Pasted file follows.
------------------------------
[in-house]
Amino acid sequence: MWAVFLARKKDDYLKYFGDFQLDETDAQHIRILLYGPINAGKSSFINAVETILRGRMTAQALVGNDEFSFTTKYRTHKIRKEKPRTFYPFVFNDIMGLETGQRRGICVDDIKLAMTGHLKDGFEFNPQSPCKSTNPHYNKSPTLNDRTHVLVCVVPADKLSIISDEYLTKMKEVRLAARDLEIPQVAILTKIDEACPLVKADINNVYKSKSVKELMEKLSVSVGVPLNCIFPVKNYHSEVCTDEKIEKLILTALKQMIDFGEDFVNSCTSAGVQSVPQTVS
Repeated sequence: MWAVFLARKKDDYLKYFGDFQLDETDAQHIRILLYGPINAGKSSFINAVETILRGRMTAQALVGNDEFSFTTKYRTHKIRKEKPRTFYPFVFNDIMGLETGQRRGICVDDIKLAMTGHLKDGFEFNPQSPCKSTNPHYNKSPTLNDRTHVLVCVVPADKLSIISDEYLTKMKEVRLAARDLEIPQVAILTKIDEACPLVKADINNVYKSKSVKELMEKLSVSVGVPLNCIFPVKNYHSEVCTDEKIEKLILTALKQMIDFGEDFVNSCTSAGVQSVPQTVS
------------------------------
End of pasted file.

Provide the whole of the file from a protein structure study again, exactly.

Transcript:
[in-house]
Amino acid sequence: MWAVFLARKKDDYLKYFGDFQLDETDAQHIRILLYGPINAGKSSFINAVETILRGRMTAQALVGNDEFSFTTKYRTHKIRKEKPRTFYPFVFNDIMGLETGQRRGICVDDIKLAMTGHLKDGFEFNPQSPCKSTNPHYNKSPTLNDRTHVLVCVVPADKLSIISDEYLTKMKEVRLAARDLEIPQVAILTKIDEACPLVKADINNVYKSKSVKELMEKLSVSVGVPLNCIFPVKNYHSEVCTDEKIEKLILTALKQMIDFGEDFVNSCTSAGVQSVPQTVS
Repeated sequence: MWAVFLARKKDDYLKYFGDFQLDETDAQHIRILLYGPINAGKSSFINAVETILRGRMTAQALVGNDEFSFTTKYRTHKIRKEKPRTFYPFVFNDIMGLETGQRRGICVDDIKLAMTGHLKDGFEFNPQSPCKSTNPHYNKSPTLNDRTHVLVCVVPADKLSIISDEYLTKMKEVRLAARDLEIPQVAILTKIDEACPLVKADINNVYKSKSVKELMEKLSVSVGVPLNCIFPVKNYHSEVCTDEKIEKLILTALKQMIDFGEDFVNSCTSAGVQSVPQTVS